Often when we talk about the importance of how keeping our body healthy results in a better work performance. The Federal Motor Carrier Safety Administration (FMCSA) sets medical standards the majority of U.S. drivers are required to meet.
Commercial truck drivers that haul a maximum vehicle weight of over 10,000 pounds must have a Medical Examiner’s (ME) Certificate. Also, commercial drivers that require a CDL have two more requirements. As of January 2014, CDL holders must inform to the State Driver Licensing Agency (SDLA) they are operating or going to operate in one of the four categories within their CDL. This is referred to as self-certification.
All CDL holders must have their ME Certificate available to the SDLA. If a CDL holder is found to be driving in a category in which they are not self-certified in, this can result in suspension of their commercial driving privileges. Those who do not update their ME Certificate with the state in which they reside in, can have their commercial driving privileges downgraded, and will not be able to drive a motor vehicle which requires a CDL.
What to expect during your medical screening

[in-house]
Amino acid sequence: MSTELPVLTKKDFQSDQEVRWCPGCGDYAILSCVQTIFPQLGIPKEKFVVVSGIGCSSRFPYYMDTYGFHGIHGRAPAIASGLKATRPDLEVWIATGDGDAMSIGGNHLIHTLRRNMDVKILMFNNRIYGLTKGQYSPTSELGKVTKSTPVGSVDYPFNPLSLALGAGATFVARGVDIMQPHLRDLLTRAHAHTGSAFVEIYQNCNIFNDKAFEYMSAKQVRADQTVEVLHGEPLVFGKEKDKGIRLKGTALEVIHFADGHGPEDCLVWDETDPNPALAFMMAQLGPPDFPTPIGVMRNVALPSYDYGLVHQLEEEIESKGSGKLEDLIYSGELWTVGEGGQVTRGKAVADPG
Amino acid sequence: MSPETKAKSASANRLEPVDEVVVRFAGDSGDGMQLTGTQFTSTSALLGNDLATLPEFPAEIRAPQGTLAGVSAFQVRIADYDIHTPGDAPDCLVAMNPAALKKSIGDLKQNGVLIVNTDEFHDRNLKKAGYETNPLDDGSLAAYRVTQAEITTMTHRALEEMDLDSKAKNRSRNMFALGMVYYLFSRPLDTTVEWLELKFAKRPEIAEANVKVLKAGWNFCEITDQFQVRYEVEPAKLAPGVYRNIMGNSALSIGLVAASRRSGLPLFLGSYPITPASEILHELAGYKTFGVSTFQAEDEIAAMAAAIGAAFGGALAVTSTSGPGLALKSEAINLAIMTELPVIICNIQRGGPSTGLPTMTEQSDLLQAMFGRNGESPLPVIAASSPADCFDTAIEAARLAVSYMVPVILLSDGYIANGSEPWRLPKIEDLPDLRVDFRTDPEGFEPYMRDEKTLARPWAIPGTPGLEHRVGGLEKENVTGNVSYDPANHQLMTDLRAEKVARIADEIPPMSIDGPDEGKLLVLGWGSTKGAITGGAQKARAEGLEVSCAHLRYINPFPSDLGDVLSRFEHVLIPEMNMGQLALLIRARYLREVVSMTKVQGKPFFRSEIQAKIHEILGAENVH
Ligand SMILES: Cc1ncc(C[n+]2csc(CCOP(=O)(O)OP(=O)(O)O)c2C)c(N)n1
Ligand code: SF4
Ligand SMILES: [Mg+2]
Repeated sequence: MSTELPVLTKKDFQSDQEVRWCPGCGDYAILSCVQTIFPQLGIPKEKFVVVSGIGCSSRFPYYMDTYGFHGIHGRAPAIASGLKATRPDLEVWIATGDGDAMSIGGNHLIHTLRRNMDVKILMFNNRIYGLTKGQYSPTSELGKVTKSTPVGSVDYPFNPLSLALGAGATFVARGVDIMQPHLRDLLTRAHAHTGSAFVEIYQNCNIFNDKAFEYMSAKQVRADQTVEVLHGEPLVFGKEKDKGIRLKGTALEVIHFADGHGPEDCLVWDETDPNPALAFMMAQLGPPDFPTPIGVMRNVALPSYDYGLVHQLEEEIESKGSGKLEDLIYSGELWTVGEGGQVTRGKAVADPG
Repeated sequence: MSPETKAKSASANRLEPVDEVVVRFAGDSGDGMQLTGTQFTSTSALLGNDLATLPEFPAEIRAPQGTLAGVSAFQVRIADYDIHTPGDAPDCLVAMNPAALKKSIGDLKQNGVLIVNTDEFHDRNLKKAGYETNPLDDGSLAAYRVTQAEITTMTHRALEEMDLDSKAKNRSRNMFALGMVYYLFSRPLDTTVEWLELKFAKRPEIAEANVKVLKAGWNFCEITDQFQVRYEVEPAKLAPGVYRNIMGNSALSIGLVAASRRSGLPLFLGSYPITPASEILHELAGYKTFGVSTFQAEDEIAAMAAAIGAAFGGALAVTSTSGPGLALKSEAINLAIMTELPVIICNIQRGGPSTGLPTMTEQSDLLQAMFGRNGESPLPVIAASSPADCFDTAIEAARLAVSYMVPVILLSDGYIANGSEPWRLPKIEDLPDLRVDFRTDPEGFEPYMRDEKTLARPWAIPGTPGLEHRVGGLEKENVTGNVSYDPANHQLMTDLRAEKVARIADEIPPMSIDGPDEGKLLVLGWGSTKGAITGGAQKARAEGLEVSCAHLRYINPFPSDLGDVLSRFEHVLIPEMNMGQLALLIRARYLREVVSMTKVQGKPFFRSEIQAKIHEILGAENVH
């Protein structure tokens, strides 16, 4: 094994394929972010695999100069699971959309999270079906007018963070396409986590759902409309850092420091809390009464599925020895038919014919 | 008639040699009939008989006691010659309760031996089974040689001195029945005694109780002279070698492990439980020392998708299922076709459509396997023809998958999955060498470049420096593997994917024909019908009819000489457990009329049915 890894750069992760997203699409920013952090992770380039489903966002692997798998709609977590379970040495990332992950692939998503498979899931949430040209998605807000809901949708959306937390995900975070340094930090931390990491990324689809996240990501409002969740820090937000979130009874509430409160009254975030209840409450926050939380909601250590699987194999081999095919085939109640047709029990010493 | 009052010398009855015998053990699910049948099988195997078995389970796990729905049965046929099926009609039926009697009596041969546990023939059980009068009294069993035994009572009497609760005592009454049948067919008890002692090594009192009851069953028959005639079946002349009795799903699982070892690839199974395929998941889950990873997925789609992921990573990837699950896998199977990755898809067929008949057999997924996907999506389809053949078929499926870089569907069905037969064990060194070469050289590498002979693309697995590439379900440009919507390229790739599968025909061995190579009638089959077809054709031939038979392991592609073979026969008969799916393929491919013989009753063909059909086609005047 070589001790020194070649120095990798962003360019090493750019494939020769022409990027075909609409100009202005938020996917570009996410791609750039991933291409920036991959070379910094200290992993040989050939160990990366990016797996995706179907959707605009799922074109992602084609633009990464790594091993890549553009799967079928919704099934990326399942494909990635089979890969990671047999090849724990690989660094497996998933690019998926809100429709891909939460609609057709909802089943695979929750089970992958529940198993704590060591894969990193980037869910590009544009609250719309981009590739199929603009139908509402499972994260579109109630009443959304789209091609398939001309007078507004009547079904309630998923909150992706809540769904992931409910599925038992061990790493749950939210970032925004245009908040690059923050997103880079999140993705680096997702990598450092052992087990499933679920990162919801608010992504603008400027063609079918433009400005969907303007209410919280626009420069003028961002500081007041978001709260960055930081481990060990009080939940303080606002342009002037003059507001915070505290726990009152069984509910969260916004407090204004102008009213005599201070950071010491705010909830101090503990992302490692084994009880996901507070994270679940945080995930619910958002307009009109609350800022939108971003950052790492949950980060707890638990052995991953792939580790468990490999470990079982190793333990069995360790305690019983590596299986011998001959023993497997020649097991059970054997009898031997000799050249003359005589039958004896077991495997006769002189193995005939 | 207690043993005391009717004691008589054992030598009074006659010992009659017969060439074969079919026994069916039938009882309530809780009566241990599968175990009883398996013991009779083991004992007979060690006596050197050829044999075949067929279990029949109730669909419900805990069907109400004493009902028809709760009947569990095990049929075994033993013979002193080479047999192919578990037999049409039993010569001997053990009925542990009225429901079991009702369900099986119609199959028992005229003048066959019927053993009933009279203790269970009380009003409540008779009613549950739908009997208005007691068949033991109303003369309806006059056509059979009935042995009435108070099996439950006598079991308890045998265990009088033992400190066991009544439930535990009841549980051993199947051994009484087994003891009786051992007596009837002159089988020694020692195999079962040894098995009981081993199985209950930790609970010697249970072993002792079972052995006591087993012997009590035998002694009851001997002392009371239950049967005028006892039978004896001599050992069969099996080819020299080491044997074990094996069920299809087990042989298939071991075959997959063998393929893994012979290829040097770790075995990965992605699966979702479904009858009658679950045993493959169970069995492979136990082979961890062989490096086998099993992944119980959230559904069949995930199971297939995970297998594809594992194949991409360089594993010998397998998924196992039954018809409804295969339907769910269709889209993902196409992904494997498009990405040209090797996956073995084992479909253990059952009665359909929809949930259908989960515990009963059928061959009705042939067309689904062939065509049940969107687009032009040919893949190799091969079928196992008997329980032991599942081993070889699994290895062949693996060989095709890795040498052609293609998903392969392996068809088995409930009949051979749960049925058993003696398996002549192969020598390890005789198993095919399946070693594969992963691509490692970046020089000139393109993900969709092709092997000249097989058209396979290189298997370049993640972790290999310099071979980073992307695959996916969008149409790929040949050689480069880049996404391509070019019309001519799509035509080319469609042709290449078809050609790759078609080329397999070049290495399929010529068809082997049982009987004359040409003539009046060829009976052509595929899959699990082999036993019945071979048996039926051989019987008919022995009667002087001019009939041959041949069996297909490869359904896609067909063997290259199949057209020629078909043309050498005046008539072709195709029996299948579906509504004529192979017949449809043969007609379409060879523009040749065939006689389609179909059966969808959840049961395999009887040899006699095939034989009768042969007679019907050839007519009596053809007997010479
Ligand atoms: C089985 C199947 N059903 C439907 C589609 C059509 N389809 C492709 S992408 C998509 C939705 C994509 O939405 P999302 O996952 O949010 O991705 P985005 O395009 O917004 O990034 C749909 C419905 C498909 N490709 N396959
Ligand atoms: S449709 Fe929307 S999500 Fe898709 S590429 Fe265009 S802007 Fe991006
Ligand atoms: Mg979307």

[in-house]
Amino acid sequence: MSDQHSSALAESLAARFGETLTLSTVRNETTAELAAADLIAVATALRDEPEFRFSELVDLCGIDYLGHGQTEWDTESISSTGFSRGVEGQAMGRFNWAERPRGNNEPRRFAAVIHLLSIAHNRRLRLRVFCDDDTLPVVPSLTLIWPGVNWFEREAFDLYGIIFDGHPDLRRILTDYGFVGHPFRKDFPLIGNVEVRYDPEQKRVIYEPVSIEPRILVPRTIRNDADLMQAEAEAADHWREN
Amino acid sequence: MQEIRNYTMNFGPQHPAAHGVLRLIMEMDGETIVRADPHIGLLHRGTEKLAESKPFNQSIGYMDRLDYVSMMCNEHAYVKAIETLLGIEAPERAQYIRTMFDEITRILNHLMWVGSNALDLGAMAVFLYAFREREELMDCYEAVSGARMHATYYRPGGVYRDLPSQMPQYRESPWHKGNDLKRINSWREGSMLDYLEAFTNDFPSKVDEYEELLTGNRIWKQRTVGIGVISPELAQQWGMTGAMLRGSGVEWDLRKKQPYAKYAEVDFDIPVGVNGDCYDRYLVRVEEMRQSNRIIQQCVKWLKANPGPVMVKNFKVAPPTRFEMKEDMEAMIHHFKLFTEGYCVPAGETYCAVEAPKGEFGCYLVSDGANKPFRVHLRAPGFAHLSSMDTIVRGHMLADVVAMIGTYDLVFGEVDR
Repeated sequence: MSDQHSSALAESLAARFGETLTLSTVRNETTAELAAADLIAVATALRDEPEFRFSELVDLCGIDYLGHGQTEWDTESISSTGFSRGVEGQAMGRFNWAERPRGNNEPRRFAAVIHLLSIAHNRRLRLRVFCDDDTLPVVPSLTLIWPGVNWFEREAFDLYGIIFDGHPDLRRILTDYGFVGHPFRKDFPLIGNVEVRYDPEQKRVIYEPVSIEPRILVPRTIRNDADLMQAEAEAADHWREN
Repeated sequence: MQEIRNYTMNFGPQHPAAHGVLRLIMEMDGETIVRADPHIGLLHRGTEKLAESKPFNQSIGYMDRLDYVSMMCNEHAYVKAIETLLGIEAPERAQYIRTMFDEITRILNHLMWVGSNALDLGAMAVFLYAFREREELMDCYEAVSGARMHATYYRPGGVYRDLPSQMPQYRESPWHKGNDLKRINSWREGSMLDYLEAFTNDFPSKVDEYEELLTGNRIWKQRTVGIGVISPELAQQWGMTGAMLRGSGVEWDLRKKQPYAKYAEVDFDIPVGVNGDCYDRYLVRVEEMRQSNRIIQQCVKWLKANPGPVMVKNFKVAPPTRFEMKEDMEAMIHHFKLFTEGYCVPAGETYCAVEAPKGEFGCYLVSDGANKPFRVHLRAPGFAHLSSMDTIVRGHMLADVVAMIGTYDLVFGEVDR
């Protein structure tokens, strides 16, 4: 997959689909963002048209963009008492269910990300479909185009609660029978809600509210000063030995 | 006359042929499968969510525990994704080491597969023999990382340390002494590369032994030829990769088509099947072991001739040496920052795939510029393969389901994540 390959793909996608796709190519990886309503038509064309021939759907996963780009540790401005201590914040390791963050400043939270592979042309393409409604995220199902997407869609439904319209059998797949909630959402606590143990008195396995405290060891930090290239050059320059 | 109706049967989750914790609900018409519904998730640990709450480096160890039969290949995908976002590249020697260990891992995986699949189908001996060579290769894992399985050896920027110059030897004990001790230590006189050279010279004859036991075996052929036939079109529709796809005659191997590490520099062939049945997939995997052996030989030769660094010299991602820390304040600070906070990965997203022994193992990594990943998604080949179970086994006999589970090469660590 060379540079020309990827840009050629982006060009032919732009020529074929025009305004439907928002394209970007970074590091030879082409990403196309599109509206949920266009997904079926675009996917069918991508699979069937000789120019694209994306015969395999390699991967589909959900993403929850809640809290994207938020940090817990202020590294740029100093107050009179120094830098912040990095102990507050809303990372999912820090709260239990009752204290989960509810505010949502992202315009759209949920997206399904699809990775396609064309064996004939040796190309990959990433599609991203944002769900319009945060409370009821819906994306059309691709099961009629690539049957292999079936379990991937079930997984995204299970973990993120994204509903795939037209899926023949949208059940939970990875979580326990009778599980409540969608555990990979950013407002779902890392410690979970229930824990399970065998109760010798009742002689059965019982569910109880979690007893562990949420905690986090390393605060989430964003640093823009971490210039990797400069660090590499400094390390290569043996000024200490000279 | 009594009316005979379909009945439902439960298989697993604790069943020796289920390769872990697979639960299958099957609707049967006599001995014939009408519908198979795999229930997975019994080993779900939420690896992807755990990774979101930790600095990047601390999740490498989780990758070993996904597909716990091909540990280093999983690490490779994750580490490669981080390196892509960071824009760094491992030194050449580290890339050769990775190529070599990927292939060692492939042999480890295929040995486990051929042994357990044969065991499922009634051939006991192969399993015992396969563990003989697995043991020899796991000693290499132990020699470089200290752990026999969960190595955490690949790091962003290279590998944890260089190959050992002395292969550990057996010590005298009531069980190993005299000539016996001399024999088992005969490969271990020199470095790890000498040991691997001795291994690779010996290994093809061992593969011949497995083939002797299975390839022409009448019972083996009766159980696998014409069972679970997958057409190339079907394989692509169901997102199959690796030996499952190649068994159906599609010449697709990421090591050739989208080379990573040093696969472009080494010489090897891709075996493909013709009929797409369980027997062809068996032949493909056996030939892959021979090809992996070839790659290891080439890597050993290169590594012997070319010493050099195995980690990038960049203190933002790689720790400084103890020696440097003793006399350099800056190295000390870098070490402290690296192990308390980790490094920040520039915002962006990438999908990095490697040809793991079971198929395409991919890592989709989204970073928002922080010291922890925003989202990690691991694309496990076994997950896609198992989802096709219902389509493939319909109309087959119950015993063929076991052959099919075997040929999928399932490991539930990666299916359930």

You should get regular medical screenings and visit your general MD frequently. Landstar requires good physical health and it is also required apart from other qualifications. For additional resources regarding FMCSA regulations, visit their website at http://www.fmcsa.dot.gov/. The following are basic items you can expect at a medical screening and those that you should speak to your physician about.
- Blood Pressure Cardiovascular
- Diabetes Mellitus
- Drug and Alcohol Abuse
- Medications That Can Affect Driving
According to the FMCSA, a driver is considered qualified to operate a commercial vehicle if they
- Do not have any arm, hand, foot or leg loss – unless a skill performance evaluation certificate has been given.
- Do not have any issues grasping with hand or fingers, or issues with arm, feet, or legs that could interfere with operating a truck.
- Have no medical history or diagnosis of diabetes mellitus that requires them to take insulin.
- Have no current diagnosis of myocardial infarction, angina pectoris, thrombosis, coronary insufficiency, or other cardiovascular diseases.
- Have no medical history or diagnosis of high blood pressure that could interfere with the driver’s ability safely operate a motor vehicle.
- Have no medical history or diagnosis of epilepsy or a condition that could cause the driver to lose consciousness or lose control of a vehicle.
- Have no mental, organic, nervous, or functional disease or psychiatric disorder that could interfere with their ability to operate a vehicle.
- Have no clinical diagnosis of alcoholism.
- Have no use of Schedule I drugs such as narcotics, amphetamines, or any other habit-forming drugs.
Healthy medical screenings can help in staying complaint with the FMCSA standards. A medical examination is not a replacement for a visit to your doctor. Be sure to keep these medical screenings and medical cards up-to-date.